Where should I plant a rose of sharon and what time of year?
This article will help you: https://www.gardeningknowhow.com/ornamental/shrubs/rose-of-sharon/rose-of-sharon-bush.htm
Should the dead seed pods be cut off, and if so, when? How do you tell a male holly from a female?
You can cut the pods off at any time. It will not harm the plant. Normal pruning is done in in early spring.
This article will help with male and female hollies:
There are tiny black dots on the plant that I assume are bugs, because I have another plant that does not have it.
They are likely bugs. Many of the smaller bugs attach to the plant and move very little. Treat the plant with neem oil and that should take care of them.
I have about 40 Rose of Sharons that I dug up with roots. How do I store them so I can plant them next spring?
I would personally pot them very tightly in a few containers and keep them like that until next spring. Keep them watered and they should be fine. You can separate them back out in the spring to pot individually or plant in the ground.
Home growers don't have the same access to chemicals that keep bare roots hydrated for extended periods of time like commercial producers do. Even then, commercial producers will only keep plants bare root for a season. The plants would not be able to survive from now until spring base rooted, so just potting them up tightly and then keeping them that will will work.
Can the roots of a rose of sharon shrub do damage to basement cinder block walls? I have 2 large ones planted next to house that have been there for years, and somebody said I should remove them, but I didn't think roots of a shrub could damage basement walls.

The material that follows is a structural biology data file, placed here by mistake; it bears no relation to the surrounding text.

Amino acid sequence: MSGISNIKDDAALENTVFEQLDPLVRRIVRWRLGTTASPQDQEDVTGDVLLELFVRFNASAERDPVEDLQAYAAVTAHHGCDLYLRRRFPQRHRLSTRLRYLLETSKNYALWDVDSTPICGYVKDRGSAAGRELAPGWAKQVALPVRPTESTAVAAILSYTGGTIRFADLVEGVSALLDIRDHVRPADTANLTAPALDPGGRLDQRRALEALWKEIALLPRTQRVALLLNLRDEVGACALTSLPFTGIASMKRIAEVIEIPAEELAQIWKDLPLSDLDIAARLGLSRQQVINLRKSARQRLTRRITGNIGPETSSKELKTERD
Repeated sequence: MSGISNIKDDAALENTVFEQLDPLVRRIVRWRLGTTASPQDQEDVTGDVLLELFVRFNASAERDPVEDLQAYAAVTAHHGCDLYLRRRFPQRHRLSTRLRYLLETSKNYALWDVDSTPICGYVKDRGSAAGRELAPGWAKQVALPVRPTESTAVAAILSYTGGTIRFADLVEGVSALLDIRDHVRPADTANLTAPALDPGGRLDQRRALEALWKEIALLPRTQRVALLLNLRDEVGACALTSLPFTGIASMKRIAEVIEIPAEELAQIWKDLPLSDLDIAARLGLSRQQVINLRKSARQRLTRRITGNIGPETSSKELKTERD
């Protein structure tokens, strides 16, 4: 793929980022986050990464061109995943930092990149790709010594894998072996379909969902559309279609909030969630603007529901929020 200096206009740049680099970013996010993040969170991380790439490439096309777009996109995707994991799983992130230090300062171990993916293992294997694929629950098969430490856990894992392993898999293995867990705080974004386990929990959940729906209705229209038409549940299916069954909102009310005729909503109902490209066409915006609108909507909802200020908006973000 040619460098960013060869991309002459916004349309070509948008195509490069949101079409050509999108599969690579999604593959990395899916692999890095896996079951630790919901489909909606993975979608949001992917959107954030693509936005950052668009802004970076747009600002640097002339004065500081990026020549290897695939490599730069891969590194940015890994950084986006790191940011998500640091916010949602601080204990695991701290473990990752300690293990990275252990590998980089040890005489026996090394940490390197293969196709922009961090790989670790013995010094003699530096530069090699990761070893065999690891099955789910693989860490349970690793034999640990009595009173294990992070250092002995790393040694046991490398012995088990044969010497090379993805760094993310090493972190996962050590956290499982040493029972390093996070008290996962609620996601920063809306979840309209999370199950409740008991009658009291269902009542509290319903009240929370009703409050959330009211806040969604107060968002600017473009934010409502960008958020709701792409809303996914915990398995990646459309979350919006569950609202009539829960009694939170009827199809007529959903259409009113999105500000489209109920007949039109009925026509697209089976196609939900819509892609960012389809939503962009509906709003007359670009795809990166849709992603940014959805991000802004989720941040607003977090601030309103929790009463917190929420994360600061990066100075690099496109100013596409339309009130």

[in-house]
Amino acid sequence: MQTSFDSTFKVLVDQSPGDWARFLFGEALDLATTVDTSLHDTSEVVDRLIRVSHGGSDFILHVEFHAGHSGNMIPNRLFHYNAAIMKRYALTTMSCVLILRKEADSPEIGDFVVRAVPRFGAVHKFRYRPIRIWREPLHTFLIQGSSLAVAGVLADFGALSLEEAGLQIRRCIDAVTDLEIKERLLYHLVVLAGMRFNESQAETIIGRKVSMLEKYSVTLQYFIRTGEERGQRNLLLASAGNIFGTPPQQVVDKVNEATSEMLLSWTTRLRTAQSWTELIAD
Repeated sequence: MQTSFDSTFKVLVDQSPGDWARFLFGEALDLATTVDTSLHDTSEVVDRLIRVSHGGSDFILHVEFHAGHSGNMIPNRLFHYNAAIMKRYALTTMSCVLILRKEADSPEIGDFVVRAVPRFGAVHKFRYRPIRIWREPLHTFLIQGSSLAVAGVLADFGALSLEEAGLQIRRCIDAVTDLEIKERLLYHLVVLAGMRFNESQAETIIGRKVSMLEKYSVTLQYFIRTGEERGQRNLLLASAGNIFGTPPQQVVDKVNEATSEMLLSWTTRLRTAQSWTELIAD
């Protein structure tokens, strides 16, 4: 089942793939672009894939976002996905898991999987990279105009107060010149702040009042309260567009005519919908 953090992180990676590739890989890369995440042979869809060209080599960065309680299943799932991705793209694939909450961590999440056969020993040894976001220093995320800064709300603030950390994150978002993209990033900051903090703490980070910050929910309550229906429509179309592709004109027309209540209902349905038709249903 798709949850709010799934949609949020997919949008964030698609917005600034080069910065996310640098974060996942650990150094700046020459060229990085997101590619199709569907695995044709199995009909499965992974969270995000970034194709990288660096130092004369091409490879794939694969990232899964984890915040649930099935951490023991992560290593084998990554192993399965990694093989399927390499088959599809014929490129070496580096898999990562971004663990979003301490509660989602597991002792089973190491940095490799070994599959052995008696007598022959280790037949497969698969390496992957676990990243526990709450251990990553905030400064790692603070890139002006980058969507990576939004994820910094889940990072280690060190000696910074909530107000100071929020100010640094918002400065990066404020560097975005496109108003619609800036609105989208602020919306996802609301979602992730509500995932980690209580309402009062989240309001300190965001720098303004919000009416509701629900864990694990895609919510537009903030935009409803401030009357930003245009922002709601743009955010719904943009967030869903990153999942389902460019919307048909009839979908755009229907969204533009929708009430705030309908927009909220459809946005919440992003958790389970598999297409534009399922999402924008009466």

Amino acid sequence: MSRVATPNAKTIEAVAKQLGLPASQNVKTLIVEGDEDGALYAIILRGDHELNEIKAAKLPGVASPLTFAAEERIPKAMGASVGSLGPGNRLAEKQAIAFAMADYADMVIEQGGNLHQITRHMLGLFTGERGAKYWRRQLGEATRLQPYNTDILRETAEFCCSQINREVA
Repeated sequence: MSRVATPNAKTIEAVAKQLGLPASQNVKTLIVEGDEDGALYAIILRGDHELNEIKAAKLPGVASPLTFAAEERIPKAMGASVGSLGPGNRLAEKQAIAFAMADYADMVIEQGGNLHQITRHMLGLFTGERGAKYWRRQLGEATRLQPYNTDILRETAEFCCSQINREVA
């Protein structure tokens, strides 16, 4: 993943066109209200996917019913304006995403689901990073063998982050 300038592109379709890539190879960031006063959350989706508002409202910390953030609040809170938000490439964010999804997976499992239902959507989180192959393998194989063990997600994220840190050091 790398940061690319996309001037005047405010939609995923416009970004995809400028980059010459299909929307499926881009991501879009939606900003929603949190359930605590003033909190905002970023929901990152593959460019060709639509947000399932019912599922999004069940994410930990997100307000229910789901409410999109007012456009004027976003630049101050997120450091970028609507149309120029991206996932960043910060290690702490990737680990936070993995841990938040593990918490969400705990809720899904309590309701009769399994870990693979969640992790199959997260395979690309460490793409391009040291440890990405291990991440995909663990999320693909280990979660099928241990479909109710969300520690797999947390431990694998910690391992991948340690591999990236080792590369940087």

The root system should not harm anything. Be aware though that these shrubs can be a bit invasive in certain climates, and if this is the case in your climate, you will need to be diligent about cleaning up seedlings to keep them from over running the area.
We have 6 Rose of Sharon plants in our yard here in Garner, N. C. They have lavender double blooms. A couple of years ago, there appeared on one of the branches a pure white bloom. Both colors on the same branch, only a couple of inches apart. In the twenty or so years that we have had these plants, nothing like this has ever occured, either before or since. The question is: just how rare is this? Since it has never happened before, I assume it must be pretty unusual.
It is indeed rare and something quite special to behold. It is a genetic mutation thing that may not ever happen again. Or it could happen again next year. Once it has happened there is always a possibility that whatever caused the mutation will come around again. I would have the camera ready for sure, I hope you did the first time it did this. Also, this can be done by grafting but then you would have a whole branch or series of branches with different bloom colors from the main one.
I have a large Rose of Sharon tree. Another tree started from this one and I would like more to start. What makes a new tree or bush start?
Most of the time, these trees will drop spent blooms, which left on the ground will end up reseeding and producing more plants. That's why many of them have little sprouts coming up around the trees. While the little sprouts can be dug up and replanted (keeping roots intact), you can save the spent blooms for seed harvesting to make more or start some through cuttings as well. They are propagated the same as other hibiscus plants, so this article will help: https://www.gardeningknowhow.com/ornamental/flowers/hibiscus/hibiscus-propagation.htm